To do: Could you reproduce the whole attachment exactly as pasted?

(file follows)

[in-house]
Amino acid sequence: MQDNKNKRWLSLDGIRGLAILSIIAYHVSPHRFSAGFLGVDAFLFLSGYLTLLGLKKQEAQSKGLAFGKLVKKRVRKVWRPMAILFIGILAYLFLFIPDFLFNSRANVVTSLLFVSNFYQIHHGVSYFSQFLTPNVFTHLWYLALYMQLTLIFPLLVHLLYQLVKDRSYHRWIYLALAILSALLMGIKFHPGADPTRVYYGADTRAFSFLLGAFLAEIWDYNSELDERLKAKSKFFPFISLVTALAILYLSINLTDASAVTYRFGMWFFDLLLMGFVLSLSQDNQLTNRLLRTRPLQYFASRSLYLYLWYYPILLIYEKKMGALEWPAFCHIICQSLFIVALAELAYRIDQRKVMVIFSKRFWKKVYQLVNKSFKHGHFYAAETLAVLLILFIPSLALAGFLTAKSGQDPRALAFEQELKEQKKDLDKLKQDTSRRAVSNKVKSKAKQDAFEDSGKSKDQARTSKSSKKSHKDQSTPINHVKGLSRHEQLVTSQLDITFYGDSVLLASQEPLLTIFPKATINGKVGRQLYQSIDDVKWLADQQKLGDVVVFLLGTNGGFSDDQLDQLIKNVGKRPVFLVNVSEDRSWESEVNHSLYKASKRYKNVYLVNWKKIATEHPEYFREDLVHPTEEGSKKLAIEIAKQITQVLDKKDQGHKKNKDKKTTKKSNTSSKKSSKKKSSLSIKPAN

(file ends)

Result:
[in-house]
Amino acid sequence: MQDNKNKRWLSLDGIRGLAILSIIAYHVSPHRFSAGFLGVDAFLFLSGYLTLLGLKKQEAQSKGLAFGKLVKKRVRKVWRPMAILFIGILAYLFLFIPDFLFNSRANVVTSLLFVSNFYQIHHGVSYFSQFLTPNVFTHLWYLALYMQLTLIFPLLVHLLYQLVKDRSYHRWIYLALAILSALLMGIKFHPGADPTRVYYGADTRAFSFLLGAFLAEIWDYNSELDERLKAKSKFFPFISLVTALAILYLSINLTDASAVTYRFGMWFFDLLLMGFVLSLSQDNQLTNRLLRTRPLQYFASRSLYLYLWYYPILLIYEKKMGALEWPAFCHIICQSLFIVALAELAYRIDQRKVMVIFSKRFWKKVYQLVNKSFKHGHFYAAETLAVLLILFIPSLALAGFLTAKSGQDPRALAFEQELKEQKKDLDKLKQDTSRRAVSNKVKSKAKQDAFEDSGKSKDQARTSKSSKKSHKDQSTPINHVKGLSRHEQLVTSQLDITFYGDSVLLASQEPLLTIFPKATINGKVGRQLYQSIDDVKWLADQQKLGDVVVFLLGTNGGFSDDQLDQLIKNVGKRPVFLVNVSEDRSWESEVNHSLYKASKRYKNVYLVNWKKIATEHPEYFREDLVHPTEEGSKKLAIEIAKQITQVLDKKDQGHKKNKDKKTTKKSNTSSKKSSKKKSSLSIKPAN